Bi-Culturals Are The Future Leaders of The Church
I love this picture. It is a perfect description of the globalized world we are living in today. Chinese-Creole food, in the Dominican Republic. Cultures are colliding, mixing, and remixing all around the world. As a result people who can bridge between two or more cultures will only become more and more valuable.
Bi-Cultural people will be the future leaders of the church. Skye Jethani recently returned from a week in Spain working with multicultural missionary teams there. His diagnosis is that “third culture leaders are the future of the church“. I couldn’t agree more.
This summer on the the Destino Summer Project to the Dominican Republic was a perfect example. The Latino students we took with us were able to bridge between American and Latin cultures like it was second nature. They could go deep in their friendships much quicker than normal mission trips are able. It was a huge blessing to have so many bi-cultural ministers on the trip.
Here are some tips to help you effectively develop bi-culturals to reach their full potential as leaders:
- Recognize being bi-cultural is a double-edged sword. Bi-culturals can feel like they fit in with two or more cultures. But they also can feel like they don’t fit into any of the cultures that are a part of them. There is a space they occupy between the cultures that leaves them doubly accepted and yet doubly rejected at the same time.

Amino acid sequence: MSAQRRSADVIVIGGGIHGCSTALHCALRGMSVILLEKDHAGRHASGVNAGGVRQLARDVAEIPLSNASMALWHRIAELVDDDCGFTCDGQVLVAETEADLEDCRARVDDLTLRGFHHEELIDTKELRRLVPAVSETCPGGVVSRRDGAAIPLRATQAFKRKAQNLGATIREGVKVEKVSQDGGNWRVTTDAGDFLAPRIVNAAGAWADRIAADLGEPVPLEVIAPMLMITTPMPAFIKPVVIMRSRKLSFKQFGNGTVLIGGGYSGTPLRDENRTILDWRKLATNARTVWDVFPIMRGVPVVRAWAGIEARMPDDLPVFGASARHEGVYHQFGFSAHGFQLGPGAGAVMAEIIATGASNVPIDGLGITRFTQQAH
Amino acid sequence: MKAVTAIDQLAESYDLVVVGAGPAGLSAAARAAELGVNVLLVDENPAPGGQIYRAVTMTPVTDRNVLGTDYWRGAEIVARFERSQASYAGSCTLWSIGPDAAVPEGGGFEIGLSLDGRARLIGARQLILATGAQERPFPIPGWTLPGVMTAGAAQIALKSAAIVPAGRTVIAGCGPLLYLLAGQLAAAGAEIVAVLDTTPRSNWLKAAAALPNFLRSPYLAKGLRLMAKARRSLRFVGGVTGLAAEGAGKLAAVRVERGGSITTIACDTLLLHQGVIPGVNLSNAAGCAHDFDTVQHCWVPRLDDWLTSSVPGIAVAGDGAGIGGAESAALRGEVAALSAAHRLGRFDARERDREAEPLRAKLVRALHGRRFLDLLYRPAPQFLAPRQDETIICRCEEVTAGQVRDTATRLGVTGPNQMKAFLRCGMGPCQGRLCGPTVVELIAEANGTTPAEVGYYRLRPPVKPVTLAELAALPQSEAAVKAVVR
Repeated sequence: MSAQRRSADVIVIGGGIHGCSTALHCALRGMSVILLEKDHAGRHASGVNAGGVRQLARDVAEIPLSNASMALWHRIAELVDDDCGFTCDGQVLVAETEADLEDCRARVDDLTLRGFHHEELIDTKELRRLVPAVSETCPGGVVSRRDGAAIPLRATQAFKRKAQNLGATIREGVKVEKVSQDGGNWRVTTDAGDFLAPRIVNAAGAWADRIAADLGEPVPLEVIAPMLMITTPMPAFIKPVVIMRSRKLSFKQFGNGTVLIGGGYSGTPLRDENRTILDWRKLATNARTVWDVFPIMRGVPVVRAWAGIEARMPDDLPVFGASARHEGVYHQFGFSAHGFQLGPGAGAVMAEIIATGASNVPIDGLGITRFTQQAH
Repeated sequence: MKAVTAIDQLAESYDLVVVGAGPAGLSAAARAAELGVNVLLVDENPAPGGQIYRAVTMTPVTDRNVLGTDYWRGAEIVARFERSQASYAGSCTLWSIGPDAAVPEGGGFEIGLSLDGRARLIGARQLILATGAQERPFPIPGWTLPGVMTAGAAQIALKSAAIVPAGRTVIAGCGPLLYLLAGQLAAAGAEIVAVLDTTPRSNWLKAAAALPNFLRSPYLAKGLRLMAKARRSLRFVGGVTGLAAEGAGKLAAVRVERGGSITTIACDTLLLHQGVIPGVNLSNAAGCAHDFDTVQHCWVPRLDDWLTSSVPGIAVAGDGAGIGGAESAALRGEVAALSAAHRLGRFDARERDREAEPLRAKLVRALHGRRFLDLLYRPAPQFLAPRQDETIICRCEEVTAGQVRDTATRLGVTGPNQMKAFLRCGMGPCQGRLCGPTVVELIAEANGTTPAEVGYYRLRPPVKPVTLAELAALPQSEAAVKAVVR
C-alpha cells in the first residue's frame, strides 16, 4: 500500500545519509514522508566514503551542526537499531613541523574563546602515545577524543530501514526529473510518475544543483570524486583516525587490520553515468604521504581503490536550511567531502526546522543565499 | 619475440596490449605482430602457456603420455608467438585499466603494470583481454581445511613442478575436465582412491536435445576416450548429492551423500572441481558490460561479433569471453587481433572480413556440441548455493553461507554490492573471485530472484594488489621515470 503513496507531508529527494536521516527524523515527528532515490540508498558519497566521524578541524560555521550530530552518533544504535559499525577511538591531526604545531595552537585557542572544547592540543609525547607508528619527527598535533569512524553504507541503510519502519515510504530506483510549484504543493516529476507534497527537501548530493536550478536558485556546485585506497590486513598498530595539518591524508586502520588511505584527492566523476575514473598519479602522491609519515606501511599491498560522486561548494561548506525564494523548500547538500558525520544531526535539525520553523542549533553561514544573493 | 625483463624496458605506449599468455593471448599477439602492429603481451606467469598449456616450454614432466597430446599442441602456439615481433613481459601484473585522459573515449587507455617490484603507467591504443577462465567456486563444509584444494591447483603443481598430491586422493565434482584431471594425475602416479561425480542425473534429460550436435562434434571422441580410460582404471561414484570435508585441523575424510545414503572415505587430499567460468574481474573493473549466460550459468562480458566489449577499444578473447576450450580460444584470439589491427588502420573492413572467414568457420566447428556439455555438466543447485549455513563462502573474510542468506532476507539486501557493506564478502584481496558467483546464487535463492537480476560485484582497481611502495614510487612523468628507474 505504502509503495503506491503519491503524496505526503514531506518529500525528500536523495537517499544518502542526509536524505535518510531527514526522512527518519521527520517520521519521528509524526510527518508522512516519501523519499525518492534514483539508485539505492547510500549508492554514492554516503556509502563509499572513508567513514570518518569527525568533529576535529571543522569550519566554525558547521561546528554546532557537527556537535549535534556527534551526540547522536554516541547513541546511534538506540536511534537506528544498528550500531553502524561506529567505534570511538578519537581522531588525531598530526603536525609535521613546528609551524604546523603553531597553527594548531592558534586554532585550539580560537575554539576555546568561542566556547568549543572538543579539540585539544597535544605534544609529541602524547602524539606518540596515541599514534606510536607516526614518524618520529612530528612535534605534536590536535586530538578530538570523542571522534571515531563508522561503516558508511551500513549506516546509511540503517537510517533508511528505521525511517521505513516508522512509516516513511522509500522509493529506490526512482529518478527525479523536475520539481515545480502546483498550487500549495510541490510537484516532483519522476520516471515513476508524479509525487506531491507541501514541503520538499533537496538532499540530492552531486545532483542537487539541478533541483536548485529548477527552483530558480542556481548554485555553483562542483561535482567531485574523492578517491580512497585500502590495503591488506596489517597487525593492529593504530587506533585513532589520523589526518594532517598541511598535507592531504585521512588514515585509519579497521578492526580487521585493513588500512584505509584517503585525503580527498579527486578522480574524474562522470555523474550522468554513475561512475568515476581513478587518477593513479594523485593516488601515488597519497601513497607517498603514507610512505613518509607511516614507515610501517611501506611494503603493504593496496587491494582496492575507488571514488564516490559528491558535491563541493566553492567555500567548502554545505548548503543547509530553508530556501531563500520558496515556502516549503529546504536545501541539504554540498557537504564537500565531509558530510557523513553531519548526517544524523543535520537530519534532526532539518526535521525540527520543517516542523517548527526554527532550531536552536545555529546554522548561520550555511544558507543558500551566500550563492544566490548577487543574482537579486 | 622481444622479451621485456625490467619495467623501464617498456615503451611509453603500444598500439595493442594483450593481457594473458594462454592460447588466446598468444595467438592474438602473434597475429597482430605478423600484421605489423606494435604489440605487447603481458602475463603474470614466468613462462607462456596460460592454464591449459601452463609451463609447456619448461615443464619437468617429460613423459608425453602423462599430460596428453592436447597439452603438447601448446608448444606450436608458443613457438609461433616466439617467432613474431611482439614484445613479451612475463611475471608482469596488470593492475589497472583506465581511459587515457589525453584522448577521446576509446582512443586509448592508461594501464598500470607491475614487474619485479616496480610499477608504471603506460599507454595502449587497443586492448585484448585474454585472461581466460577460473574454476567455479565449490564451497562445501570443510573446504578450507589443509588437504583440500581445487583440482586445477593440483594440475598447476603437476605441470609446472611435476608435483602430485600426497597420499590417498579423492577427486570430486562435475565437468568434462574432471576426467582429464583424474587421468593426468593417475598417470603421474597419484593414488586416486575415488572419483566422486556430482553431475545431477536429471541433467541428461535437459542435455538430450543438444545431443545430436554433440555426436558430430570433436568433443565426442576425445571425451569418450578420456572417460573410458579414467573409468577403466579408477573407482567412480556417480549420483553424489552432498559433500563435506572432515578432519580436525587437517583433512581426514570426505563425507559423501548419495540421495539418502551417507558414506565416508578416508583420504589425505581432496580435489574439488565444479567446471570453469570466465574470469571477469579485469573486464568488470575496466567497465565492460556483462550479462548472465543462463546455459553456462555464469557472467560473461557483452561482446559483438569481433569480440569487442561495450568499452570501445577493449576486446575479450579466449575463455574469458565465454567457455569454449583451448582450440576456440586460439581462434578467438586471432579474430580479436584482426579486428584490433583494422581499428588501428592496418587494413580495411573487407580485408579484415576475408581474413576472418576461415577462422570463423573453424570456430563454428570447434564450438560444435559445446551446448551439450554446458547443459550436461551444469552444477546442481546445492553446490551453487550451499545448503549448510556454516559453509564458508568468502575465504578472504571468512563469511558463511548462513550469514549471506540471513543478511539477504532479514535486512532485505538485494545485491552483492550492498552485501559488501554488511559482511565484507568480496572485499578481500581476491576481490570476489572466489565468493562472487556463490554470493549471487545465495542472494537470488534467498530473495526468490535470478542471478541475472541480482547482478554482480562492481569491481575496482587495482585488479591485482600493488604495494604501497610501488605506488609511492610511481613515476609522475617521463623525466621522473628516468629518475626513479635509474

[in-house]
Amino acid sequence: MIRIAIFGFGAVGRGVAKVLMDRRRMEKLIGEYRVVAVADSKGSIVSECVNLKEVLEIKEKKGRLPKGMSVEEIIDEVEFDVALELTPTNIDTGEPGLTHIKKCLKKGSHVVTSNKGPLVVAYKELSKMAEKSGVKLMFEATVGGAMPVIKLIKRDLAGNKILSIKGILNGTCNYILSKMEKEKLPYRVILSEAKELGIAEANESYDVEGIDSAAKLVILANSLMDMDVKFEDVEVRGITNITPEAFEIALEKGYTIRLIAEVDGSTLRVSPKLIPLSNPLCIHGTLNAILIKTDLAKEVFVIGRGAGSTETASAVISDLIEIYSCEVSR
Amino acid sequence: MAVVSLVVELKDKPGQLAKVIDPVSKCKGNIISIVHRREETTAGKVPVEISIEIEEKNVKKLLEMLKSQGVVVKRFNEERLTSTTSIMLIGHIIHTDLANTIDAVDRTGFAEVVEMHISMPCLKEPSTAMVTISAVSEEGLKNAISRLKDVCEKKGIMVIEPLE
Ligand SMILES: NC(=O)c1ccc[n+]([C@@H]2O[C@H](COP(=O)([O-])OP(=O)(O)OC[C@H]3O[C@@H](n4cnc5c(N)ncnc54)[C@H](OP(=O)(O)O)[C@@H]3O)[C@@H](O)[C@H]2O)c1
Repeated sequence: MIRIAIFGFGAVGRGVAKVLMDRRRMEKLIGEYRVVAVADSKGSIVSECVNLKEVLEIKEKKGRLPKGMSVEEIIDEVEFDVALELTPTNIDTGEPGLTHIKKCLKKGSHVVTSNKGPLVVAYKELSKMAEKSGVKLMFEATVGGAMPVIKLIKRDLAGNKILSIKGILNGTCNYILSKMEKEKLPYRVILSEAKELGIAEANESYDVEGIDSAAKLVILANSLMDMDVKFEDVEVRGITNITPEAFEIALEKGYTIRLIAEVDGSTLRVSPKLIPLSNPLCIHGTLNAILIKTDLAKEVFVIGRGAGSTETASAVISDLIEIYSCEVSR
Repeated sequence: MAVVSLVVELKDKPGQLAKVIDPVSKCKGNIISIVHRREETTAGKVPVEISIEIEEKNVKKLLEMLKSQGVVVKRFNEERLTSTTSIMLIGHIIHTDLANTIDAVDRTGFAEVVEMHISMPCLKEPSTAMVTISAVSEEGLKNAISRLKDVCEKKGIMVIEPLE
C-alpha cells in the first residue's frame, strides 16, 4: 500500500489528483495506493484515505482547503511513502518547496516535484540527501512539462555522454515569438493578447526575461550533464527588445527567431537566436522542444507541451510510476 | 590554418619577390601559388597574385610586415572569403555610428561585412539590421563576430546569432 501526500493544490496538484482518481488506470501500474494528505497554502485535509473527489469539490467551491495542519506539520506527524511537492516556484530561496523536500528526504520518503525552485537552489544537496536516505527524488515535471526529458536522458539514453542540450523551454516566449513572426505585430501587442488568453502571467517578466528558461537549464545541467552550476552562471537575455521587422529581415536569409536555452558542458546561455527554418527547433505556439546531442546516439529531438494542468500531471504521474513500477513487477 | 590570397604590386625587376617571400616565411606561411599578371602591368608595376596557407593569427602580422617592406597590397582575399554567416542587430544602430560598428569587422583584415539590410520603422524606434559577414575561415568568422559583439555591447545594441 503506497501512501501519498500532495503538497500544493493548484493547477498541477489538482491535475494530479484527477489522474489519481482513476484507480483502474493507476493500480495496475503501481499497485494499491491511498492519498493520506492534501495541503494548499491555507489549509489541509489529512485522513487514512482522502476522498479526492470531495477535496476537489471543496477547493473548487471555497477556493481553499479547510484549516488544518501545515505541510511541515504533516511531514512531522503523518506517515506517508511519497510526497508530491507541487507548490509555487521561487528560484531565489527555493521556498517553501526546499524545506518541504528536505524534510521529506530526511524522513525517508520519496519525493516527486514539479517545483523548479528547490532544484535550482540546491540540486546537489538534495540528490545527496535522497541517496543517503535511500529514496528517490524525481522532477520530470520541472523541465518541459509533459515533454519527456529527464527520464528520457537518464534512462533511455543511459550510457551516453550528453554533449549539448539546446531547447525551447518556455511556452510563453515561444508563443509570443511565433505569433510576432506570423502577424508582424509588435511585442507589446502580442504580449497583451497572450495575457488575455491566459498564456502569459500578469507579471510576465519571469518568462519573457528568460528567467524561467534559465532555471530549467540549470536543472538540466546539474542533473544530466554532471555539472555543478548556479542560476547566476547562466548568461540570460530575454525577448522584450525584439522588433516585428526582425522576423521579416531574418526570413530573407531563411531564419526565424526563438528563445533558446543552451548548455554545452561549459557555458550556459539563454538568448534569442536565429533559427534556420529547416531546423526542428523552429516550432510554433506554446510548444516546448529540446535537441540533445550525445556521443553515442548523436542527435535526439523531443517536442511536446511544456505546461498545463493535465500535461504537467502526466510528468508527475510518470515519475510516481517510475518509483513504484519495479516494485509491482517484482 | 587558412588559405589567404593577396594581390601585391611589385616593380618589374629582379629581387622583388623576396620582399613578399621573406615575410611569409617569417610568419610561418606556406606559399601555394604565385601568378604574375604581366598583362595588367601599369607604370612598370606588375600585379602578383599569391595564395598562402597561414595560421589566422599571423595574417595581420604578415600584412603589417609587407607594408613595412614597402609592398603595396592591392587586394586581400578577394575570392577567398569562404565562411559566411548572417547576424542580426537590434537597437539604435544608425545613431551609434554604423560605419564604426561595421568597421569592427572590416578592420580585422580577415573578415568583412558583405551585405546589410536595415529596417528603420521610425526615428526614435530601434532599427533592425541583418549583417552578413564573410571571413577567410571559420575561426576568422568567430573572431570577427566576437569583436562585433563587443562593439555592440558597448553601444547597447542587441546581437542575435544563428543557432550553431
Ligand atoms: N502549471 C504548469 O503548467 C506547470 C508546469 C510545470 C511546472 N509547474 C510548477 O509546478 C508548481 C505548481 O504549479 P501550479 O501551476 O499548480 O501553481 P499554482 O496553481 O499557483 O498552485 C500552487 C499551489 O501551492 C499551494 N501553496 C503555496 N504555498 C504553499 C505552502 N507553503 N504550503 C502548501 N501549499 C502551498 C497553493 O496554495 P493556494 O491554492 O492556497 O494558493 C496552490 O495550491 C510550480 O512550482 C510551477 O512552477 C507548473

- Be there to listen. Sometimes being bi-cultural comes with significant pains. Pains of rejection, of not fitting in, of feeling like there is no place they truly belong. Be a person who understands, who can listen, and who doesn’t sugarcoat the loneliness.
- Help them find wholeness in their ethnic identity. God has given them a tremendous gift that can be missed if we force them to choose one of their cultures over the other. Help them walk through the journey of discovering how God has shaped their ethnic identity for a reason.
- Pursue unique opportunities for them to use their giftings. What are places in ministry that they can serve to bridge the gospel to new places? I’m not talking about being a translator in a service or on a mission trip. Go deeper. If your movement or ministry has a lot of bi-culturals, maybe that needs to shape where you send people on mission trips. For us in Destino that is an integral part of why we chose our two international partnerships. We wanted our students to live out of their strengths in ways other single culture missionaries simply cannot.
Because the world is getting smaller and smaller every day bi-culturals will be some of the future leaders of Christianity. In fact, I don’t think they’re just the future of the church. I think they are the past as well. More on that soon.